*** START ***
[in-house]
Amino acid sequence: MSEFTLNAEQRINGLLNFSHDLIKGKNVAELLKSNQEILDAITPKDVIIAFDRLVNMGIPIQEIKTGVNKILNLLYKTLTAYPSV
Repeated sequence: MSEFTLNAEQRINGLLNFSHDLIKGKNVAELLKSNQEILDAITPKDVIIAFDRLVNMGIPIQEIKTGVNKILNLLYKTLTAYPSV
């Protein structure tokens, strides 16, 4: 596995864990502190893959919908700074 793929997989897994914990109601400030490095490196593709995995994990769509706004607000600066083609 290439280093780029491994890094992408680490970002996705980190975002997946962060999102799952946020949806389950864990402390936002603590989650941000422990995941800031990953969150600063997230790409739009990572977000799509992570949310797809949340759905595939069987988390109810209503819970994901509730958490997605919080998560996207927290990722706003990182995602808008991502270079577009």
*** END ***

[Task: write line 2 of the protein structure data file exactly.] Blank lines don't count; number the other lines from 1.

Amino acid sequence: MSEFTLNAEQRINGLLNFSHDLIKGKNVAELLKSNQEILDAITPKDVIIAFDRLVNMGIPIQEIKTGVNKILNLLYKTLTAYPSV